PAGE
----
Getting MissingMethodExceptionNoStack with value 0 in runIn(seconds, [data:0])

One of my apps can no longer pass 0 value through runIn() data parameters. 1 and above work, but 0 will throw "MissingMethodExceptionNoStack" error message.

As you can see in the logs below, if I set dimVal to 1, the param passes but when set to 0, it doesn't.

I get the same error if I set dimVal to "false", meaning the platform can no longer interpret 0 as integer but only as boolean.

Anyone know how to coerce it to be interpreted as integer? I tried .toInteger() to no avail and the called function setDimmers() requires it as integer: setDimmers(int val)

app:662022-10-27 03:30:46.465 PM warn setDimmers to 1
app:662022-10-27 03:30:41.435 PM warn dimVal = 1
app:662022-10-27 03:30:31.256 PM error org.codehaus.groovy.runtime.metaclass.MissingMethodExceptionNoStack: No signature of method: is applicable for argument types: () values: [] Possible solutions: wait(), any(), wait(long), any(groovy.lang.Closure), take(int), each(groovy.lang.Closure) (setDimmers)
app:662022-10-27 03:30:26.209 PM warn dimVal = 0

While it's not explicitly documented as such, I am pretty sure the data key is supposed to take only a Map as a value (not an Integer or any other type, and despite the fact that it does appear to work with some of these). I was not able to replicate this finding using 0 as keys or values inside such a Map, FWIW, though I suspect that is not what you were trying.

Hi @bertabcd1234 and thanks for the answer.

It is strange because my code does send the paramater as a map value [data: value]:

runIn(seconds, method, [data:value])

And only when value = 0, then I get the error... and only then. Looks more like a bug, don't you think? Especially knowing that this particular runIn() function has been running for years now.

EDIT: After writing the below, I think I realize that there is a miscommunication. If you mean that value above is literally 0, then the data key does not have a Map as its value, and this is the problem I mentioned above. Note that the working example is a nested map, as data itself is already inside the (optional) options Map.

I am not able to replicate that finding, either, and it's not clear from your Logs snippet where the problem actually is.

With this code:

void appButtonHandler(String btn) {
    runIn(5, testHandler, [data: [testKey:0]])

void testHandler(data) {
    log.trace "In testHandler()"
    log.trace "data = $data"

I get this output, which is what I expect:

Thanks again and sorry if I don't get what you're trying to say! :slight_smile:

Why should dimVal be parsed as a Map? I get that once you pass it as a nested Map you get to retrieve the value from the "testKey" and I guess I could try. But is this a required syntax : [data: [testKey:0]]? If so, it's strange.

There's no reason that I can see why it should be a nested map. The "data" entry already being a key attached to a value, exactly like your nested map "[testKey:0]".

To clarify, my code is as follows:

I have a handler that calls a method named "setDimmers" but with a required delay of 5s:

log.warn dimVal // I log the value I'm passing
runIn(5, setDimmers, [data:dimVal]) // No reason for dimVal to be a nested Map...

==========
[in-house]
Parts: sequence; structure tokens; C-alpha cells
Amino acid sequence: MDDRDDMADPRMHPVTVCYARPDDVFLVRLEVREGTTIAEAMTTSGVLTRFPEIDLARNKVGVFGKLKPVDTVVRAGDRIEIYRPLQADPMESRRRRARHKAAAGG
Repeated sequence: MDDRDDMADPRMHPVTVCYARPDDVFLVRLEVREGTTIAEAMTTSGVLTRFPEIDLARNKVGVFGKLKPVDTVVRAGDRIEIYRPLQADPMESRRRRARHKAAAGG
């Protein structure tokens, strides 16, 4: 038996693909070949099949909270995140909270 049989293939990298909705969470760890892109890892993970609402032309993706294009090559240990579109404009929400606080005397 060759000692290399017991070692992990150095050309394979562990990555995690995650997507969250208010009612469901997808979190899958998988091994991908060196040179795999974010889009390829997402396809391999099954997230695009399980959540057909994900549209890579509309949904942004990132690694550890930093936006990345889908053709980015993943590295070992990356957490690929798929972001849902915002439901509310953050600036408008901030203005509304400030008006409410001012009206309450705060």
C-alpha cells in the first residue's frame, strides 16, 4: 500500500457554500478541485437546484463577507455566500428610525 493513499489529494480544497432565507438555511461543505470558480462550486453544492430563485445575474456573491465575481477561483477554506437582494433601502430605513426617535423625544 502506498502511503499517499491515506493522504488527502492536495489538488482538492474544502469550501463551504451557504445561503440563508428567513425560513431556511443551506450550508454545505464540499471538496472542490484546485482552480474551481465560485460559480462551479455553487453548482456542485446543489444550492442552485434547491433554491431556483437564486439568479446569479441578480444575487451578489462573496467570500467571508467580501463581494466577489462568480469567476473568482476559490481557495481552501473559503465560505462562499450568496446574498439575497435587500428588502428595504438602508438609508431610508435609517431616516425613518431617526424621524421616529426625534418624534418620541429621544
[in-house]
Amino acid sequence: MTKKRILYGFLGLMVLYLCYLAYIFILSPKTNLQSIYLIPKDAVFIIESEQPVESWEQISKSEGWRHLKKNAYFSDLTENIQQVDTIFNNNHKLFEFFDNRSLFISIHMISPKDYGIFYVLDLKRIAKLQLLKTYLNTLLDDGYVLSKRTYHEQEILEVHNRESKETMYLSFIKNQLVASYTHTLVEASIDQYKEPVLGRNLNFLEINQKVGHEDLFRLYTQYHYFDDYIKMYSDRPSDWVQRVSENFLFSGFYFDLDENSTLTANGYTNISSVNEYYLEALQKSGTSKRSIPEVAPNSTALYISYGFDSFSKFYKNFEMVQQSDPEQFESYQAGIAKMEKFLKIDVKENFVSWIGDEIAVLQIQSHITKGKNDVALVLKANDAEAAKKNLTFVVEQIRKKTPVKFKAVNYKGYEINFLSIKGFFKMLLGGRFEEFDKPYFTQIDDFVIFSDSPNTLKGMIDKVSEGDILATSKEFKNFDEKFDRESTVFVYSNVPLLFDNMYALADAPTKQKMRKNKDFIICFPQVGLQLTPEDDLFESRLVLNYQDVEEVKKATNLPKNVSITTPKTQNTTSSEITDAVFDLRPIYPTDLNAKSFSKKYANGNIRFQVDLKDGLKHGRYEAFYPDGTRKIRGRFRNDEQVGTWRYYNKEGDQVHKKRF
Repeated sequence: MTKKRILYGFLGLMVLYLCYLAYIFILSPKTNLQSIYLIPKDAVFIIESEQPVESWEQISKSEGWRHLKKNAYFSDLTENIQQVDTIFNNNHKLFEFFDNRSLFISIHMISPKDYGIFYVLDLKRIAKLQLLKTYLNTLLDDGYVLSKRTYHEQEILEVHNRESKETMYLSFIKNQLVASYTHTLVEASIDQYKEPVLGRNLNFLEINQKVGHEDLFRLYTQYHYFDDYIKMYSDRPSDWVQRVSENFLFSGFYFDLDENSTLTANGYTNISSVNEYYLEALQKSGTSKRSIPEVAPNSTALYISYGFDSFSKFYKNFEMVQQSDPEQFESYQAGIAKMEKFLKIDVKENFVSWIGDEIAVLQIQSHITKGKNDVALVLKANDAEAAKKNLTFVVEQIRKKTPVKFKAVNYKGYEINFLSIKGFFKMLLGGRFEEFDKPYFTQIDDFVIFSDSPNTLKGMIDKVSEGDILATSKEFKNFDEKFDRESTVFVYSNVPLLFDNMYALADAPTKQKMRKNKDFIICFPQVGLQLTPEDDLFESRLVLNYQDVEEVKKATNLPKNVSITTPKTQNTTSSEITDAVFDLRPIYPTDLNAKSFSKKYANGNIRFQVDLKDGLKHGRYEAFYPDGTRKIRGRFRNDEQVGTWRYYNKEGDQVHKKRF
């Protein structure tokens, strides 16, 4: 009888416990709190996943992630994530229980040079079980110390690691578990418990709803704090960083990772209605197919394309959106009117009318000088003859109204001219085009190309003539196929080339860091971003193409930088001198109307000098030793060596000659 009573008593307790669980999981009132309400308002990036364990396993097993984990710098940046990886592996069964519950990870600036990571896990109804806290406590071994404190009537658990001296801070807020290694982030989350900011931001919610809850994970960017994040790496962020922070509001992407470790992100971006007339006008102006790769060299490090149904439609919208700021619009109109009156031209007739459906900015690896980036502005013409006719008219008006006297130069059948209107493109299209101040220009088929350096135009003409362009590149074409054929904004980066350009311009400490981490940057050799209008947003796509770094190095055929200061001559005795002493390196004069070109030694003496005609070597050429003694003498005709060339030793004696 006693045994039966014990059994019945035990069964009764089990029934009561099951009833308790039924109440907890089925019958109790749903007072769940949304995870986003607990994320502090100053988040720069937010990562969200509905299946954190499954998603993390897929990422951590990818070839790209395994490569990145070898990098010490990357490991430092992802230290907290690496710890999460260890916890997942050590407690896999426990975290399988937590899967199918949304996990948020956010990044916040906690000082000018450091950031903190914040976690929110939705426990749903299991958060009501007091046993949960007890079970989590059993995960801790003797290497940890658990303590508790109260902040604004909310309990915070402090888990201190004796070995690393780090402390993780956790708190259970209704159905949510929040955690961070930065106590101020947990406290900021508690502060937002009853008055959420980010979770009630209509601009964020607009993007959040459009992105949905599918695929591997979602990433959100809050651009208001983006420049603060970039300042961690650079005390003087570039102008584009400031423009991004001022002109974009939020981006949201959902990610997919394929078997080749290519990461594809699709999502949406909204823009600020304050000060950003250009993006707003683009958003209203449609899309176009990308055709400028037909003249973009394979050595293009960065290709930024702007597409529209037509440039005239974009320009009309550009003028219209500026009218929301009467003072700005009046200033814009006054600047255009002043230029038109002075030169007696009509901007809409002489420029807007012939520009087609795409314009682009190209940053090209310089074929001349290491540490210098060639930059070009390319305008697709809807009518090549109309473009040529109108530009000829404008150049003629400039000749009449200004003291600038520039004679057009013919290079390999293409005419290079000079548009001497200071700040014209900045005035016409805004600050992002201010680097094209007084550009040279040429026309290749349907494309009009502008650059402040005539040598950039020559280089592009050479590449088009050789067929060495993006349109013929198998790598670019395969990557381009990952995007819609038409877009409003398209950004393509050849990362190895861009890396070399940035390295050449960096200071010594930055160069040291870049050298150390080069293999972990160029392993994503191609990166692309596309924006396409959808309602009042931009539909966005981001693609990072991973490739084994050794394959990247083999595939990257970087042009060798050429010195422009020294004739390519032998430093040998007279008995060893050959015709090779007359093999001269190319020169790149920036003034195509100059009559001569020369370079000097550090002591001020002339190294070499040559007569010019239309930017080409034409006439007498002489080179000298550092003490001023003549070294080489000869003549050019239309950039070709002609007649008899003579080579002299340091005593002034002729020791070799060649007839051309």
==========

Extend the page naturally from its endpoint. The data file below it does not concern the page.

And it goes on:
def seDimmers(int val) {
           log.warn "setDimmers to $dimVal" 


Now, if and only if dimVal is 0, then I get the Exception. For any other integer (even negatives values), the value is passed.

Again, I'm not sure, but I'm thinking the data key in the options Map is is supposed to take a Map as a value. It's not explicitly documented this way, so I don't really know, but it's in all examples I've seen, including the ones in the docs themselves:

It's possible this assumption is wrong and it's supposed to be able to take any Object, but the odd behavior you noted above suggests that it maybe isn't. I guess @gopher.ny would be the one to ask (and then I can make sure the docs clarify this if needed :slight_smile: ).


that's the problem with some interpreted languages... data types requirements can be blurry at times! Thanks again, especially for the documentation!

Thanks again @bertabcd1234!

Now I'm curious, though :slight_smile:

Maybe @bravenel can help understand how it is possible that for several years I was able to use this syntax without apparent issues: [data: value] directly instead of [data:["key":"value"]]. At the time I based my use of this method on a post that showed it with this wrong syntax (only to find out yesterday that this was corrected at the very bottom of the thread... and the doc was not yet written back then, I think).

More interestingly, why this error started showing only after one of the updates and not before?

Moreover, how can a non-zero value be passed without issue while a zero value won't? I'm asking only out of curiosity so I'd understand if you don't have time to answer, of course.

As far as I know (and have always done) there must be a map for data. The handler called has to pull the value out of a map. To the best of my knowledge this has always been the case.

I didn't know, nor would have expected, that [data: value] approach would work. That it works for some values and not others I have no idea about or any useful knowledge. That it would stop working could be from any number of things, including work done on runIn handling that was recently undertaken.

Is there some reason you can't use the proper form: runIn(secs, handler, [data: myMap])?

1 Like

I'm using it now, of course. It's just stunning that I was able to run my app for so many years without it until it started generating this error - especially with this 0 value being the sole exception... So I was just curious as to what could cause this.

Thanks for your answer! :slight_smile:

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